“The best ingredients” – Chef Rob Gentile uses the phrase repeatedly in our conversation, stressing their importance. The repetition is not redundant, there is no lack of meaning. The ingredients constitute his dharma; they are a representation of his childhood, his family, his education, his mentorship, his pride, his work, his restaurants, and his life.
Like his two previous award-winning restaurants – Buca King Street (described as “Nonna” – the tank, the originator) and Bar Buca (the “spunky nephew”) – Chef Gentile has an ingredient-focused approach to Buca Yorkville (formally titled Buca Osteria & Enoteca), whose maritime twist forms the basis for his somewhat simple — yet sophisticated — new endeavor.
“It’s extremely important to find the best ingredients – that for me, is the most important thing,” he tells me over glasses of sparkling water in the semi-private room at Buca Yorkville. “Everything we do stems from that in the kitchen. The second most important thing is every customer that phones the restaurant and anyone that ever walks in the door. The only reason why they’re the second most important is because I’m the chef, right? In a perfect world, they’re the most important thing — but me being the chef, I’m responsible for the food and I try and make sure that everything is as perfect as possible. The only way I do that is through the ingredients.”
At first glance, the Buca Yorkville menu features structural similarities to the King Street Buca’s offerings. However, the key difference at the uptown outpost is fish and seafood replace many of the original location’s red meat proteins. Bucatini alla carbonara sees toothsome smoked herring bottarga replace the classic guanciale for a remarkably similar taste. Salumi di Buca is substituted for salumi di mare – an exciting range of cured Canadian fish. Crudo of whole branzino is carved tableside. The braised octopus with B.C. clams, bone marrow, black kale, baby artichoke, and fregola sarda is so good, one hopes it never leaves the menu.
“The idea of fish came through our experiences in Italy. The cuisine changed according to the geography of where you were. So if you were close to water, you ate fish. If you were close to land, you ate meat.”
“It just so happens that most of the major cities are inland – the most popular thing happening in Italian food is meat. So when we experienced fish in Italy, it was just like a whole ‘nother level, even for me because we don’t live near an ocean in Toronto, so my family was cooking meat. It was a great feeling. It was super exiting.”
“So it was like, what if we just flipped the concept of King Street? We do the exact same thing, it’s all our food – it’s the same thing in Italy. Here, we use the tuna blood, we’ll cure the heart from the tuna, we’ll do something with the skin from a swordfish, we’ll cook with codfish tongue — and at the same time, we do simple pomodoro dishes; we do simple salads.”
“It’s a mixture of the idea of the ingredients and the idea of, ‘We’ve received the ingredient in its entirety, how do we use all of it?’ Nothing goes to waste ever in Italy… ever! Doesn’t matter what it is.”
There is a strong focus on locality and regionality. The fisheries, waterways, and location of the catch, as well as accompanying ingredients, are given prime real estate on Buca Yorkville’s menu.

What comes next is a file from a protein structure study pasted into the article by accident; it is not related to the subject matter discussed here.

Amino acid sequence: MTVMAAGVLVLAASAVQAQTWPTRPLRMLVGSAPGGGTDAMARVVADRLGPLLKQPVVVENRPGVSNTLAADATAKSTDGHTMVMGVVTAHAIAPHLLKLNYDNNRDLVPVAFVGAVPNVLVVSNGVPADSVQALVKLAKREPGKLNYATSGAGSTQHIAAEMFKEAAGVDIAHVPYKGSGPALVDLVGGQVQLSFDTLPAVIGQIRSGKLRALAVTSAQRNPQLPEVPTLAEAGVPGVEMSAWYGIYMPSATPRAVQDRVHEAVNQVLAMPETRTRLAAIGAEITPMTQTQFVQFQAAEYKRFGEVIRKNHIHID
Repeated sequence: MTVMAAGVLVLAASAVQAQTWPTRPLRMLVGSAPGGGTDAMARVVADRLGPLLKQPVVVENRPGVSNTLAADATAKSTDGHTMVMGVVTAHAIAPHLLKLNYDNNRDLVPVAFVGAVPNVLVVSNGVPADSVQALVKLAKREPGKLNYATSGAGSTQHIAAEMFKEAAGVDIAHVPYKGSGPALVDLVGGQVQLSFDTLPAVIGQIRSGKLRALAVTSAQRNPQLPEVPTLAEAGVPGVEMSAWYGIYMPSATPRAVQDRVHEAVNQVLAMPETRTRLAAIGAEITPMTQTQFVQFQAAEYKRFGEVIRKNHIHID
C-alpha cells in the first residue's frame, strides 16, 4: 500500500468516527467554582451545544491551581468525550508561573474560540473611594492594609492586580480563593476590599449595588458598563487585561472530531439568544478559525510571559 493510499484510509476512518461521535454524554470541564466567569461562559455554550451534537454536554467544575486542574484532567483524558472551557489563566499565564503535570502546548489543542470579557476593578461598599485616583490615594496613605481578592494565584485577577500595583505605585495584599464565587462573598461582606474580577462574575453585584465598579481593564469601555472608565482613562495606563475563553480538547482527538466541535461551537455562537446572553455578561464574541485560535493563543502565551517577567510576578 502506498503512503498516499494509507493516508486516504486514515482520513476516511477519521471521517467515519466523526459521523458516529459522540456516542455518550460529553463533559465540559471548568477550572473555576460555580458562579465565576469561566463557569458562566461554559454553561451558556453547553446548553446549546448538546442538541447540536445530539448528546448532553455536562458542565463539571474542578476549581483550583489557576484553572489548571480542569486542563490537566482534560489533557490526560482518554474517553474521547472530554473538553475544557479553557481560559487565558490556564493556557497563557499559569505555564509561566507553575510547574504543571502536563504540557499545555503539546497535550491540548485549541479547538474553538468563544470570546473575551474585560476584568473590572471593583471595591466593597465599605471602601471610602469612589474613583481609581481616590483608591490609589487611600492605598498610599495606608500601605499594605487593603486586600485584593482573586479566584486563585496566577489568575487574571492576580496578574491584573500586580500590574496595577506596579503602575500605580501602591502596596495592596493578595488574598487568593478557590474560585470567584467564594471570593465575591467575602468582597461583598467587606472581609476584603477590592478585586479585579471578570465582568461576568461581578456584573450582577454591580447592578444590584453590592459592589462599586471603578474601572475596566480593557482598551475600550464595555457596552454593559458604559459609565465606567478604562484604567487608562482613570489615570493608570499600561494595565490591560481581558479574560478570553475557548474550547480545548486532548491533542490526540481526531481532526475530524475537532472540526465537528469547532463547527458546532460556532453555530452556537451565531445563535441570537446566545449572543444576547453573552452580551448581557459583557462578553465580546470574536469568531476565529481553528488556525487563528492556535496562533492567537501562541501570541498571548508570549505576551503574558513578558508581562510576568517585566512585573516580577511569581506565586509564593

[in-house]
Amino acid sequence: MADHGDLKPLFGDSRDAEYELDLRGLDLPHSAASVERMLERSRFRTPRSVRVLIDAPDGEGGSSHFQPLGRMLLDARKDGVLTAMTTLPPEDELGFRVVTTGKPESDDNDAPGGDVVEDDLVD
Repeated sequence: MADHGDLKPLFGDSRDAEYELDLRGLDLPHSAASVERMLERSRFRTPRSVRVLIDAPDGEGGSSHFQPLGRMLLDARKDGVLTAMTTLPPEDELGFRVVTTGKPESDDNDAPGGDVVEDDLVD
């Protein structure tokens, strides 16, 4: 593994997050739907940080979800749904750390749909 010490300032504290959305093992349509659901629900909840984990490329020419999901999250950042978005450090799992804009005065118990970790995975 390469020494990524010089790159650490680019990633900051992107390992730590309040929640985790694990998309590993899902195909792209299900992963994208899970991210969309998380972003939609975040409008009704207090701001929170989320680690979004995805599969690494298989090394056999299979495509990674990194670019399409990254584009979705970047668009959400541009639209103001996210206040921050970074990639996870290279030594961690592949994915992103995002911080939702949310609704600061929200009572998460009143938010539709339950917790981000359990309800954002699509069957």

“We’re very close with the suppliers that are sending us the fish,” he explains. “I receive photos of the fishermen, I receive photos of the boats. Whether it’s Outlandish Fisherman’s Guild in B.C. or Fisherfolk in Nova Scotia; whether it’s Alex at Société in Quebec, or if it’s Dan at Hooked with his connections; and directly to the people who are either farming or fishing.”
“We get really detailed updates and we translate that all to our employees. We show them pictures, we present them with all the different kinds of fish before service. That’s what keeps us confident in what were doing, because we have good reliable people we’re working with.”
Beyond the education Chef Gentile imparts to his staff, a learning experience is something he strives for with Buca Yorkville’s patrons.
“When I was at Slow Fish in Genoa, the most important message was that, ‘We have the ability to make people listen.'”
“There’s a lot of interesting stuff we’re able to work with that doesn’t come into the Canadian market. It’s available to us because we’re chefs and it’s not to the general public, which is sad.”
“The more that people come into the restaurant and say, ‘I had this arctic char or I had this amazing type of clam,’ or the more that people are aware how much useable product is on a whole tuna or swordfish or even halibut; instead of going for the same salmon that you always see at the grocery store, more people will ask for different species. That’s the only way the market can change.”
As Buca Yorkville ramps up and a fourth project looms – Jamie’s Italian, a collaboration between celebrity chef Jamie Oliver and Gentile’s King Street Food Company, set to drop this spring at Yorkdale – I ask if he fears burning out.
“No. Not a chance. I’ve got a long way to go, man,” he chuckles. “I feel young. I feel young in my heart and I feel young in my accomplishments. I still have a ton of things that I’ve set for myself to get done, so it’s full steam ahead.”
With attitude, ambition, talent and reverence, add Chef Rob Gentile to the list of household names within Canada’s culinary landscape. And if he’s truly made his mark, his appreciation and edification of our local producers and products will transcend the niche and follow in his path.
Are you excited for Buca Yorkville? Let us know in the comments below or tweet us @ViewTheVibe.